Race, crime and justice

An unfair police practice

When four white New York policemen were accused—and eventually acquitted—of murdering an innocent, unarmed black man, the issue of race could hardly be avoided, though it could not be introduced into courtroom proceedings. The officers had stopped Amadou Diallo in 1999 on a routine patrol in the Bronx and ended up shooting him after they mistook the wallet he pulled from his pocket for a gun. If Diallo were white, the odds are great that he would not have been stopped for questioning, much less have been shot to death for reaching for his wallet.

But the jury in the case was not asked to decide about racial prejudice in the New York City Police Department; it was simply asked to decide if the officers had committed murder. On this point, the jurors (black and white) answered with a reasonable no—the police were guilty of a terrible mistake, but not murder.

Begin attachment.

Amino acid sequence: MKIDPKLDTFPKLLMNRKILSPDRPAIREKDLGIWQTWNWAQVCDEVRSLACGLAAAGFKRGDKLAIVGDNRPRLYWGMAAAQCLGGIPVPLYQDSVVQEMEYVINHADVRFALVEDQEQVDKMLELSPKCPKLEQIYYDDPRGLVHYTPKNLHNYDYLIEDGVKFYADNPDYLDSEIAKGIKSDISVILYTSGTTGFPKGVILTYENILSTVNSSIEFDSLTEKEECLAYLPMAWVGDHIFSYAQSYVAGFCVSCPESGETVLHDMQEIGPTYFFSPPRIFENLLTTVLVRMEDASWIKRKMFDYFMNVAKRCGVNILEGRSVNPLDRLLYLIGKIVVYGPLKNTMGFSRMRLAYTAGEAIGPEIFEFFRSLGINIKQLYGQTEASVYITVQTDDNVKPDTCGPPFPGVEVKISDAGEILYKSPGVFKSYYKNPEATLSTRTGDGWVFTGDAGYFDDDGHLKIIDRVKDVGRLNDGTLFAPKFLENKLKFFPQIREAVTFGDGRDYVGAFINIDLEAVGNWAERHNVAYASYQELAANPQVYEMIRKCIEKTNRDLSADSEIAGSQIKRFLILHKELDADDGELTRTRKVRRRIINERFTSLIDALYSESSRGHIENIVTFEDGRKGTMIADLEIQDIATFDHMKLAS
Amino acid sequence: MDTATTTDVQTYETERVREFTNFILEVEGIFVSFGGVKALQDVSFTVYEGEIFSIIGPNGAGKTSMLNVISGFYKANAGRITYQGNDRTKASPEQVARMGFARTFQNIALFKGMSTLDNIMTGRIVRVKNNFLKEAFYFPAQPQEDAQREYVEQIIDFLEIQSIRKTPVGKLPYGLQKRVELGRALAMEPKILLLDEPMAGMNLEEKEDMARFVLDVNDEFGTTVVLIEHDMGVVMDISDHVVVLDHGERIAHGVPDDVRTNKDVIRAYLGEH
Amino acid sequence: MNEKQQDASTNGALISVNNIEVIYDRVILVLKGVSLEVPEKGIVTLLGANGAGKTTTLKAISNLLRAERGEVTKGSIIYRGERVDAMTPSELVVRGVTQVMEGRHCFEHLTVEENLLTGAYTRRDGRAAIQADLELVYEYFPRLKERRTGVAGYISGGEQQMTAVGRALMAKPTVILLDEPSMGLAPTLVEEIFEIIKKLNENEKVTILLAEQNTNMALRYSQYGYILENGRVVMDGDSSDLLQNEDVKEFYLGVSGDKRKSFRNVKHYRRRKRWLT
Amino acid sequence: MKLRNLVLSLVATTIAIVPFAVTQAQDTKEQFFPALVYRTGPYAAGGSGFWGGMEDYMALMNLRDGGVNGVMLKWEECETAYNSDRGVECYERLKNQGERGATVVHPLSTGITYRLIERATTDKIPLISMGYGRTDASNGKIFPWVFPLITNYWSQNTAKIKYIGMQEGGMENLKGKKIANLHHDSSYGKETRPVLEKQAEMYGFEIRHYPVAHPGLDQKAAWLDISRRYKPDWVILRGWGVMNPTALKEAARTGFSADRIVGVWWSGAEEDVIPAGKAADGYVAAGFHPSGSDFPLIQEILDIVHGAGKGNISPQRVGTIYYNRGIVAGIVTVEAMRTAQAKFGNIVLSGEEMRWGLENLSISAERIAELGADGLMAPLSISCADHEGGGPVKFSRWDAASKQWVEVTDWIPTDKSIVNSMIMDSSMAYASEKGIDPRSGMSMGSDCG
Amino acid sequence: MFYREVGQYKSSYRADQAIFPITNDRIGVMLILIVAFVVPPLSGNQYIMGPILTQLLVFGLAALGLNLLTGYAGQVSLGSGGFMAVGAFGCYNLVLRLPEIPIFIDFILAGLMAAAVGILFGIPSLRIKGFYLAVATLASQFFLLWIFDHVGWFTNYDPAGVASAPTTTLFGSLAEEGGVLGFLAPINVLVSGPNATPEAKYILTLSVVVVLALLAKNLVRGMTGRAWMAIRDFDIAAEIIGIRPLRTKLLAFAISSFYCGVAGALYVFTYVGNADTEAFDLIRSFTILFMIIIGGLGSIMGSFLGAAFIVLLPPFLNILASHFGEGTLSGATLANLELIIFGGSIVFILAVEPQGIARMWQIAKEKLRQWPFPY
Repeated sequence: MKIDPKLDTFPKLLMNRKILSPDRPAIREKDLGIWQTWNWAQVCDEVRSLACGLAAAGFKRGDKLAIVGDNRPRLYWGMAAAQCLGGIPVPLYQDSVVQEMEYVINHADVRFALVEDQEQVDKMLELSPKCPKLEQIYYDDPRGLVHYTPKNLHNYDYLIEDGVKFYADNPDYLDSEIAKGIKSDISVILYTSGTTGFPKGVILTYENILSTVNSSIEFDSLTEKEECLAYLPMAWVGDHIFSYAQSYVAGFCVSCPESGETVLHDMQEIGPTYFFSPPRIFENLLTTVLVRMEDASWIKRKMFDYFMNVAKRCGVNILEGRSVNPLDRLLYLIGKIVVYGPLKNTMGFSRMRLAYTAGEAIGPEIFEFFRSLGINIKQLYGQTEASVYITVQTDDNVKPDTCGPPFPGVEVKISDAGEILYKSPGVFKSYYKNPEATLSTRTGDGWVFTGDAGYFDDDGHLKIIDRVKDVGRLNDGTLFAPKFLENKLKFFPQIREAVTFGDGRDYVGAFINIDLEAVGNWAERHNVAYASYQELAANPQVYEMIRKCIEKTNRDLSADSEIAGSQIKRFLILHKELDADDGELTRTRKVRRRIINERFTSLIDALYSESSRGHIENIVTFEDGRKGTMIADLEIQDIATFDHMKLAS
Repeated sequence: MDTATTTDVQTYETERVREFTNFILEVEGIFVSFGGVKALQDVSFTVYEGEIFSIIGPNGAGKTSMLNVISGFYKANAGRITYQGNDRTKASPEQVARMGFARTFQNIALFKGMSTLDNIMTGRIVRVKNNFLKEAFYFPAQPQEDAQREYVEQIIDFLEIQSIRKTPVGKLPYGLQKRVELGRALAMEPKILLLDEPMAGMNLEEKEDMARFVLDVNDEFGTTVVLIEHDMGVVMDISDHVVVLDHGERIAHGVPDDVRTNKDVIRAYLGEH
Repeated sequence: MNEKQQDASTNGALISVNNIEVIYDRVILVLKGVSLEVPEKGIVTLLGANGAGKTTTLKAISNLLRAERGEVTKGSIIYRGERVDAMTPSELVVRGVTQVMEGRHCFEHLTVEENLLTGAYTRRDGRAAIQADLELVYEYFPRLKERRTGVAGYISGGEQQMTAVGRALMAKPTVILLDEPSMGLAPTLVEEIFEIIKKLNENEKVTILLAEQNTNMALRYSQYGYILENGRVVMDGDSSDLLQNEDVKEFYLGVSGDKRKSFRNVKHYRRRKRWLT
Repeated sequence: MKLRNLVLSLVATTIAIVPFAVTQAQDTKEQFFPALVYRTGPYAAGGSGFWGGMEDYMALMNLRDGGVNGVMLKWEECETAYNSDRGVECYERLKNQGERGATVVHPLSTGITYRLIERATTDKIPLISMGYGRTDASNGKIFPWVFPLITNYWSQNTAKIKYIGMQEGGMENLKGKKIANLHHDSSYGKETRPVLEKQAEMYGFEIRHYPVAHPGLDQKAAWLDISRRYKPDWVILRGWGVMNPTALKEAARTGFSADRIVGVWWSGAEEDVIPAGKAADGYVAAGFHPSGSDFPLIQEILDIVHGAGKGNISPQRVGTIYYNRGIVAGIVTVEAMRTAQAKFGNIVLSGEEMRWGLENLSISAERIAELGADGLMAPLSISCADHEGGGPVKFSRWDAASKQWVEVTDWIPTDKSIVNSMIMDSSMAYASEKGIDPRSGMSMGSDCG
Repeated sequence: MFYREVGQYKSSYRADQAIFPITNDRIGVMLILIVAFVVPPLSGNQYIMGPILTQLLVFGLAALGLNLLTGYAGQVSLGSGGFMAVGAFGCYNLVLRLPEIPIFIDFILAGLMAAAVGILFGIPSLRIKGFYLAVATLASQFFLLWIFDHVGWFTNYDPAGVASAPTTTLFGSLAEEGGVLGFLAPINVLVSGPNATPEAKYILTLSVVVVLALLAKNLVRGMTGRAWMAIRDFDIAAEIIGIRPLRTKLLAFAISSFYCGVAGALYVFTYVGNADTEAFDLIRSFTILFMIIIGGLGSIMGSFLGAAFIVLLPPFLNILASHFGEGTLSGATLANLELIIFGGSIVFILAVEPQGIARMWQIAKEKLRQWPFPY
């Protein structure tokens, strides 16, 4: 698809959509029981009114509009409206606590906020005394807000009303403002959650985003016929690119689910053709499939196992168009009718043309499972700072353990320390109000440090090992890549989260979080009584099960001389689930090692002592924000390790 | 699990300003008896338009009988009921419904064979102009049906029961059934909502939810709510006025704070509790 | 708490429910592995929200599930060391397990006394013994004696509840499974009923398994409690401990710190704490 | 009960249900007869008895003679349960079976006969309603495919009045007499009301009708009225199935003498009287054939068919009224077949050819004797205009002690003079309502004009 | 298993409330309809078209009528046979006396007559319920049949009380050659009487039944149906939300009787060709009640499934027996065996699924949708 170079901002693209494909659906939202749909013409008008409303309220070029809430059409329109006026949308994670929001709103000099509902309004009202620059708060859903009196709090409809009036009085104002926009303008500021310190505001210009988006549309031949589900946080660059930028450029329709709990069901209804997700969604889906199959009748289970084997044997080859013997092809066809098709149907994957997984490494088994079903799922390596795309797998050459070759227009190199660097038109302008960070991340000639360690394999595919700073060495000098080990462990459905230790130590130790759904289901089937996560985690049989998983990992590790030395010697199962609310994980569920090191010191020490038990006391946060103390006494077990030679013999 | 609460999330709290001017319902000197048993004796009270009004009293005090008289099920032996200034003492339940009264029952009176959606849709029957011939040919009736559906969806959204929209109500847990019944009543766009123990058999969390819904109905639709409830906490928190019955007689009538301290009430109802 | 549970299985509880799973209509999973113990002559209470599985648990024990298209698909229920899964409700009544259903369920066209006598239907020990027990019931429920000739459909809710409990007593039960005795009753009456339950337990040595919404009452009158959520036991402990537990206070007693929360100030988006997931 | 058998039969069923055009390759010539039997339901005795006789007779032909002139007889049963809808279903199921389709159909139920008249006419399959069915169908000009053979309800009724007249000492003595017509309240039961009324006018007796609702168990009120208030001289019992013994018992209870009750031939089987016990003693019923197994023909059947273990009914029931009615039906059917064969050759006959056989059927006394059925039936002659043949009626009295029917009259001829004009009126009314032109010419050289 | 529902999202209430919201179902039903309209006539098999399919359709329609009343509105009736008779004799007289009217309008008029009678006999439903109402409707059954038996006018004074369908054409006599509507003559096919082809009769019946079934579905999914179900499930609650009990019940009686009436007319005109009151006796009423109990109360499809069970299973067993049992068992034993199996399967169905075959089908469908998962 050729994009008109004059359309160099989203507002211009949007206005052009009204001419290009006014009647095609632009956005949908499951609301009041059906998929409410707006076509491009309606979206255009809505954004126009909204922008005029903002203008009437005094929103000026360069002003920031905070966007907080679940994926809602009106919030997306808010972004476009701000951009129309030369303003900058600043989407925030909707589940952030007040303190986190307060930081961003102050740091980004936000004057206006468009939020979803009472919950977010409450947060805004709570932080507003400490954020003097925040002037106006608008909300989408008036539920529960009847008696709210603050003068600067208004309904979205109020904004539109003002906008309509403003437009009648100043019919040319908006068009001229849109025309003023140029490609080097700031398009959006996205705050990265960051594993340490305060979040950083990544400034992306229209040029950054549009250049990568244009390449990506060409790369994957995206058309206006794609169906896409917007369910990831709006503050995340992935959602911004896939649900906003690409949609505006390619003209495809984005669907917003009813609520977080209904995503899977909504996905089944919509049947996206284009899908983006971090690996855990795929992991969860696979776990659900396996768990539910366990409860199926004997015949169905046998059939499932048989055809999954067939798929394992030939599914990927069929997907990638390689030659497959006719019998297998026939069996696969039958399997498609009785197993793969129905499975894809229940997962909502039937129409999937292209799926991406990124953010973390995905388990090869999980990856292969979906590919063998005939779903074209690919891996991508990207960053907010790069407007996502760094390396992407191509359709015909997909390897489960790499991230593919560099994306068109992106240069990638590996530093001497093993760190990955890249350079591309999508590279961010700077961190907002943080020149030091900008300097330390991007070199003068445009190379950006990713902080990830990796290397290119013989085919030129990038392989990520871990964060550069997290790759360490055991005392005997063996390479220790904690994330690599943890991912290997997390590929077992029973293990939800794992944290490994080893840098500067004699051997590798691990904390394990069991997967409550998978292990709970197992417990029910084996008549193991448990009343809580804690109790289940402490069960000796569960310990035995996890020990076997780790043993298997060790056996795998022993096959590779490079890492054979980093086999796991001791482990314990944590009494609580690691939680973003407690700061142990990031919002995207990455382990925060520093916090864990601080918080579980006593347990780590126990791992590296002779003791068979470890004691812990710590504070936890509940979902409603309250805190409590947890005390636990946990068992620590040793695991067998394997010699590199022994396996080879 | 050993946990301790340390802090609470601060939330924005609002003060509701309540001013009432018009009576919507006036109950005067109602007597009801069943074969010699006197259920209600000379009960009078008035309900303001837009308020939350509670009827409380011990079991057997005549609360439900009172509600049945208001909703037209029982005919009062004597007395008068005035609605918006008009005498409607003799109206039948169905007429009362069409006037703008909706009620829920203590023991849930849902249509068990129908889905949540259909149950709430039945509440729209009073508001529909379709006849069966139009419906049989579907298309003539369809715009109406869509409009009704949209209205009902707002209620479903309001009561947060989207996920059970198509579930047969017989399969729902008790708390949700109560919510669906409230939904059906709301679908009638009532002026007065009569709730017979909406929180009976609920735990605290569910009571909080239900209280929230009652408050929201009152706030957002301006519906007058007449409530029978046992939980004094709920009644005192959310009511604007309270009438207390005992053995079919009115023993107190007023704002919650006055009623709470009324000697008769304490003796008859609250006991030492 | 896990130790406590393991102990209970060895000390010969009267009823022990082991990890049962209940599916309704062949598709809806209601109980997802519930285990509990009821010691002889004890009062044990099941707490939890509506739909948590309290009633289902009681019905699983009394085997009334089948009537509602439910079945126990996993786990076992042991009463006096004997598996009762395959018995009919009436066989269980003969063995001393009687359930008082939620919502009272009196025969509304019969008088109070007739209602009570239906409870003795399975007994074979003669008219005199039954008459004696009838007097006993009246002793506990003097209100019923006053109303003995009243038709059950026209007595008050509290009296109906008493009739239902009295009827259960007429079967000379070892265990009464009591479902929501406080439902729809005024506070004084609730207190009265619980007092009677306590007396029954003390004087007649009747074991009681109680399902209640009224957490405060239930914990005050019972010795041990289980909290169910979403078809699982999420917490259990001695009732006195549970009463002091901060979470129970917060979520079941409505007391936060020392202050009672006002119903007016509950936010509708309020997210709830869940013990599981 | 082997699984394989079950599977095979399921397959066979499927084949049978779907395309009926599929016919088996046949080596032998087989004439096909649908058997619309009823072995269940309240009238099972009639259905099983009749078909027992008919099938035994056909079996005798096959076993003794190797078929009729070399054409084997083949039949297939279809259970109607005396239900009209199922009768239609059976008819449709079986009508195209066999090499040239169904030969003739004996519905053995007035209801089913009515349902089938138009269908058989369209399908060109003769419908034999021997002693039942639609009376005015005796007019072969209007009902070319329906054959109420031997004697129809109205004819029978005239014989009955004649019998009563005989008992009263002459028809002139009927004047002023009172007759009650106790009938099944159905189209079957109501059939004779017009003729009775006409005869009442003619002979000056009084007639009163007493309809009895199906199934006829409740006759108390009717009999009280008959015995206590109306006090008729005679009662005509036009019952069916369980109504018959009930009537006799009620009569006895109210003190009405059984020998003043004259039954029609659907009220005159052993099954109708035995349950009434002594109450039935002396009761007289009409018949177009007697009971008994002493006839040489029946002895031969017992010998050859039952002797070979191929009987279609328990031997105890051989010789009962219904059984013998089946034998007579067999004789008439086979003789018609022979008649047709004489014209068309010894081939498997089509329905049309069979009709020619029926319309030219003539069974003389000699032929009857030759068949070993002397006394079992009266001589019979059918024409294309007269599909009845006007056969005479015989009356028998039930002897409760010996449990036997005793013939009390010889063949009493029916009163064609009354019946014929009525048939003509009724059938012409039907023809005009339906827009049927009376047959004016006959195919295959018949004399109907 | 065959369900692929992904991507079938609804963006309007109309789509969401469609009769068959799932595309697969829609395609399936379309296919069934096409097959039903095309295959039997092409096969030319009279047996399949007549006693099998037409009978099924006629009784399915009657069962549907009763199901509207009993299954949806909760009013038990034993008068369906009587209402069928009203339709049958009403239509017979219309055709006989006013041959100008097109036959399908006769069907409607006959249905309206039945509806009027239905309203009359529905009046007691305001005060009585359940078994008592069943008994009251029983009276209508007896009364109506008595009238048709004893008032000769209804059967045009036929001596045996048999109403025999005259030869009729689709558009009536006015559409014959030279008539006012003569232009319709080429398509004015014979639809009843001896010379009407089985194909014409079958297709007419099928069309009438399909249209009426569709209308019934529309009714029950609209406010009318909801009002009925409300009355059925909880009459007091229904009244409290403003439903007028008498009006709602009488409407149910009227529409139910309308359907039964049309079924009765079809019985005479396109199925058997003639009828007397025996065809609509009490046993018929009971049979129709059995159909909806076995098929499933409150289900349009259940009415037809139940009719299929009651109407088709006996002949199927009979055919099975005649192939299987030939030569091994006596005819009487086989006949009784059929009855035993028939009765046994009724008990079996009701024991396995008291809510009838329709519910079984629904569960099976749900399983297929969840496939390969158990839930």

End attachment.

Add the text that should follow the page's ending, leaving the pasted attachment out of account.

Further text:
This article is available to subscribers only. Please subscribe for full access—subscriptions begin at $2.95. Already have an online account? Log in now. Already a print subscriber? Create an online account for no additional cost.

This article is available to subscribers only.